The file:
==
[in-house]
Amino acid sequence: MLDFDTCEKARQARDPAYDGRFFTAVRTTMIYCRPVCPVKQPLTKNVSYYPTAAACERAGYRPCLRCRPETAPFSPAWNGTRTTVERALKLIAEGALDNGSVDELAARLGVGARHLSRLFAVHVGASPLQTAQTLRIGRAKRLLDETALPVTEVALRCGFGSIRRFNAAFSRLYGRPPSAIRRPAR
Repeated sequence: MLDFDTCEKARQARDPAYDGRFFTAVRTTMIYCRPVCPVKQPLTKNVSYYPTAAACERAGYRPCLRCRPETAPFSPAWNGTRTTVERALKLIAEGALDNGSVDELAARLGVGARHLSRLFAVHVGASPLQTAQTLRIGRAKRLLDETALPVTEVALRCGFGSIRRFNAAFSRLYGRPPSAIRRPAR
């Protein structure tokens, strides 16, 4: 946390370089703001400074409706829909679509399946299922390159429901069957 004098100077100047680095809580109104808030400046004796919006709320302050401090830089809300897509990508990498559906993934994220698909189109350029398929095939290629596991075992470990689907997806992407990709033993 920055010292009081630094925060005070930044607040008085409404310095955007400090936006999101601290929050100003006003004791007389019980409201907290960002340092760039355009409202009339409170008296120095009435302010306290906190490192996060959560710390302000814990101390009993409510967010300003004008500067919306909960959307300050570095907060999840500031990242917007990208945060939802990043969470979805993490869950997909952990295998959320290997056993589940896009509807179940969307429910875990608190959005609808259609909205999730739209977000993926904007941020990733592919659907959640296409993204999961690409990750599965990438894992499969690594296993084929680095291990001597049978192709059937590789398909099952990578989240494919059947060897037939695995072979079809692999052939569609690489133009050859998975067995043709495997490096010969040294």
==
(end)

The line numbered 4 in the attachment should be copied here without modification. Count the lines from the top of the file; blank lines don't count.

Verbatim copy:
């Protein structure tokens, strides 16, 4: 946390370089703001400074409706829909679509399946299922390159429901069957 004098100077100047680095809580109104808030400046004796919006709320302050401090830089809300897509990508990498559906993934994220698909189109350029398929095939290629596991075992470990689907997806992407990709033993 920055010292009081630094925060005070930044607040008085409404310095955007400090936006999101601290929050100003006003004791007389019980409201907290960002340092760039355009409202009339409170008296120095009435302010306290906190490192996060959560710390302000814990101390009993409510967010300003004008500067919306909960959307300050570095907060999840500031990242917007990208945060939802990043969470979805993490869950997909952990295998959320290997056993589940896009509807179940969307429910875990608190959005609808259609909205999730739209977000993926904007941020990733592919659907959640296409993204999961690409990750599965990438894992499969690594296993084929680095291990001597049978192709059937590789398909099952990578989240494919059947060897037939695995072979079809692999052939569609690489133009050859998975067995043709495997490096010969040294």